Winner: Intel. Intel's overclocking superiority is hard to beat. If you plan to do a fair bit of overclocking, you'll have a lot of fun with the Core i5-9600K.
The Ryzen 5 3600X and Core i5-9600K feature a 95W TDP (thermal design power). Intel measures the TDP at the base clock, so the Core i5-9600K's power draw is slightly higher. Our tests show (opens in new tab) that a stock Core i5-9600K can pull up to 119W with extreme workloads.
It shouldn't be hard to find an air or liquid CPU cooler to keep the Ryzen 5 3600X or Core i5-9600K's operating temperatures under control. If you're not overclocking, even budget CPU coolers are more than adequate. In the Ryzen 5 3600X's case, AMD includes the Wraith Spire so you don't have to spend a dime on an aftermarket CPU cooler.
Winner: AMD. The Ryzen 5 3600X has slightly lower power consumption. As a result, it's easier and cheaper to find a CPU cooler that can cool the processor. Nevertheless, the added value lies in the inclusion of the Wraith Spire CPU cooler, meaning you save a few bucks to put towards other components in your system.
We include information about our test systems at the bottom of the page.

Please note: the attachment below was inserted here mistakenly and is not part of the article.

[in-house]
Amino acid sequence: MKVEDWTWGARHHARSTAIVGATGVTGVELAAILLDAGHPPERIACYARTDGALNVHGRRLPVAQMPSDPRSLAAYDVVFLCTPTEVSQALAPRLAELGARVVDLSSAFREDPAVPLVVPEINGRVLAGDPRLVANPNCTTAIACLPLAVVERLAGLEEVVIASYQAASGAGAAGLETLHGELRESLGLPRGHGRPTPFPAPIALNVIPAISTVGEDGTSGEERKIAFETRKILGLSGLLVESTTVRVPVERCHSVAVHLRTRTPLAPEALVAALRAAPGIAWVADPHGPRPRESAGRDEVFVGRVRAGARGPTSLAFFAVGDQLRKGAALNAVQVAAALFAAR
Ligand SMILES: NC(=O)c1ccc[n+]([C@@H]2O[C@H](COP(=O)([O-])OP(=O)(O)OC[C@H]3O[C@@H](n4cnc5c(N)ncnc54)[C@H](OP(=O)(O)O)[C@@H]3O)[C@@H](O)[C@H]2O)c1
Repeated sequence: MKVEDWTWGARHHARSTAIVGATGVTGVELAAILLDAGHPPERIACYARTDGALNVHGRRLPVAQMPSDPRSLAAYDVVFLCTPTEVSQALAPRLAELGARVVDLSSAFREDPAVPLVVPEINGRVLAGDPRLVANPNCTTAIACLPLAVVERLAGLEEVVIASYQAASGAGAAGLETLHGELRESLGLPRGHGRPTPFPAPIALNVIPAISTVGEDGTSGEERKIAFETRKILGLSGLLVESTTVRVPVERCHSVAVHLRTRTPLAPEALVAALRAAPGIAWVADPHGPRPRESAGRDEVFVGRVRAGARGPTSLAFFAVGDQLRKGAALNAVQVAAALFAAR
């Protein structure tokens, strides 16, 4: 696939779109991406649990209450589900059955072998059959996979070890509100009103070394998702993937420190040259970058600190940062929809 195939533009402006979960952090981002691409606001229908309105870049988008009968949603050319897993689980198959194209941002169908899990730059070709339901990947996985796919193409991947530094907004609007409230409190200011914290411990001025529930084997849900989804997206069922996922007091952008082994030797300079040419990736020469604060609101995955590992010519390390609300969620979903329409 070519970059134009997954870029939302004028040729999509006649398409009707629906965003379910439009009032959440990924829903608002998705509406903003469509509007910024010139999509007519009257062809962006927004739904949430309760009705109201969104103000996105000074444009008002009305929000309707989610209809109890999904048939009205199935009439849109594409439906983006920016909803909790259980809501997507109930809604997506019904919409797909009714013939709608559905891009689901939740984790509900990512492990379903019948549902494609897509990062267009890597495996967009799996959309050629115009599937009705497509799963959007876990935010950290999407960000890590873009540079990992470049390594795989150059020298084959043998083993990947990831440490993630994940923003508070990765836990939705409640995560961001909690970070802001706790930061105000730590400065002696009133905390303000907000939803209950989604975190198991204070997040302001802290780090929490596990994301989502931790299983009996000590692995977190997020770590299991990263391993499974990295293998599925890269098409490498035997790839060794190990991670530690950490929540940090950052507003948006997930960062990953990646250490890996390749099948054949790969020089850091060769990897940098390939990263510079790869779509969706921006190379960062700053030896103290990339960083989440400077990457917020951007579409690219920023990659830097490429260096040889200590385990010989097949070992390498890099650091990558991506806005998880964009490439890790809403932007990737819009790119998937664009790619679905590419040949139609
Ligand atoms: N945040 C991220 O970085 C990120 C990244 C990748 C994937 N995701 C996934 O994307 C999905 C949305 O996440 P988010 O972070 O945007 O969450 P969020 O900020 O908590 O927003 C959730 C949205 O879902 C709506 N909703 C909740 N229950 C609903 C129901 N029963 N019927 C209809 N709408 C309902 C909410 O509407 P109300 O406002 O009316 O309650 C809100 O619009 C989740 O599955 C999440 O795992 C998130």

It was a very close fight between the Ryzen 5 3600X and the Core i5-9600K in our gaming test suite. The Ryzen 5 3600X delivered more performance than the Core i5-9600K in six of the 10 games that we tested, but some of the margins were slim. That's important because we test at the FHD resolution with a leading graphics card, while most systems in this price band will come with lesser cards. Also, bumping up the resolution would push the bottleneck back to the GPU, making CPU performance less of a factor. All of this is to say that these results would be nearly identical if a graphics bottleneck comes into play.
Winner: AMD. Normally, Intel chips are better at gaming. On this occasion, the Ryzen 5 3600X turned the table on the Core i5-9600K. AMD's hexa-core chip is a surprisingly nimble gaming processor.